This week’s update: there isn’t any. The supply lines that were turned on for the election and then turned off again have started to dry up so the shelves at the grocery stores have big empty spaces. We’ve been moving away from processed or imported food, so we’re OK except for the lack of meat. The meat options are the processed stuff like salami, whole frozen pig legs, and some types of seafood. None of us will eat octopus, and the guys don’t like any fish except white fish or salmon, which aren’t available, so that’s out. And I have no way to prepare a whole hog leg (it’s more than just the ham).
I have a lead for a butcher who has chicken, and even chicken breasts, so I may try to acquire some. I have learned that even if a chicken is right there and you ask for “pollo” they’ll say “we don’t have any” if what they have is post-laying hen, which is “gallina.”
I went to the Mercado de Chacao yesterday, which was still pretty empty for the holidays. It’s your basic farmer’s market or laiki or where one does one’s real shopping overseas. A much better selection than the grocery stores, but I’m not sure my Spanish is up to the task yet. Still, I managed in Greece and my Greek was way worse than my Spanish is. Unlike the street markets I’m used to, it’s an established mercado like I remember from childhood stays in Mexico; there are even directional signs pointing to the sections.
Good finds: there’s a spice stall (only one that I could find, but still, spices!), a couple really nice cheese places (one was really crowded, but I chose to patronize another where the vendor was wearing an Oakland A’s hat), and a coffee roaster. The coffee I’ve gotten from the stores is AWFUL, which was a disappointment since Venezuela used to be famous for coffee. There was even one guy who had cherry tomatoes and another who had some asparagus.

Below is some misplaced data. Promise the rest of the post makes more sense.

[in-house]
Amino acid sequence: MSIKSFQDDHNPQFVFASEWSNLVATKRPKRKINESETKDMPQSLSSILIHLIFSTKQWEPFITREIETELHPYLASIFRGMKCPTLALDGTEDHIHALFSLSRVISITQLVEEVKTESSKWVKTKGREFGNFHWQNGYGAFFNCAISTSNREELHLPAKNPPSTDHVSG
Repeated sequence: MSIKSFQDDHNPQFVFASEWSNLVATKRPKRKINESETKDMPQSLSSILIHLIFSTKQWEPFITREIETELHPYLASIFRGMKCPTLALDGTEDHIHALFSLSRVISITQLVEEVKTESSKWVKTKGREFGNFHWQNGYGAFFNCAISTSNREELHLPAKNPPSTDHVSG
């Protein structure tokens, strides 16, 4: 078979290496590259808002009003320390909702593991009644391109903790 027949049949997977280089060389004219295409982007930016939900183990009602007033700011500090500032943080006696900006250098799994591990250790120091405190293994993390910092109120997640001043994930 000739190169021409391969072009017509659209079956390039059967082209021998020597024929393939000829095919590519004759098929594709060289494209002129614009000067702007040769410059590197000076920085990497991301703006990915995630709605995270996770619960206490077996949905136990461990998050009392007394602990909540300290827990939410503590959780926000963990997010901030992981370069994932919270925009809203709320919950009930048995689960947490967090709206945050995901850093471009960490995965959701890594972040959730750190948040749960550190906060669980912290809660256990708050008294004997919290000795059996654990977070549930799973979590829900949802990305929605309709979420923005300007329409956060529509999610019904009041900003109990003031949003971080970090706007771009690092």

The main problem is that it’s a long way away; in every other country we’ve served in there were small markets within a block from our apartment so getting there wasn’t a big deal. Even getting to the bigger markets wasn’t a big deal. Here it’s going to be an effort to drive, take the autopiste, and fight for parking. But there’s at least one stall that does fresh-squeezed orange juice! (a big deal because the stuff in the stores is basically Sunny Delight, and so far I’ve only found fresh guava juice, which the boys won’t drink.)
Mal has decided arepas are acceptable, esp. with jam. He seems to be committed to eating nothing but bare pasta, bare rice, and arepas; the all-starch diet. I ordered a popsicle maker so that I can puree fruits and veggies, make them into frozen pops, and sneak some nutrition into him.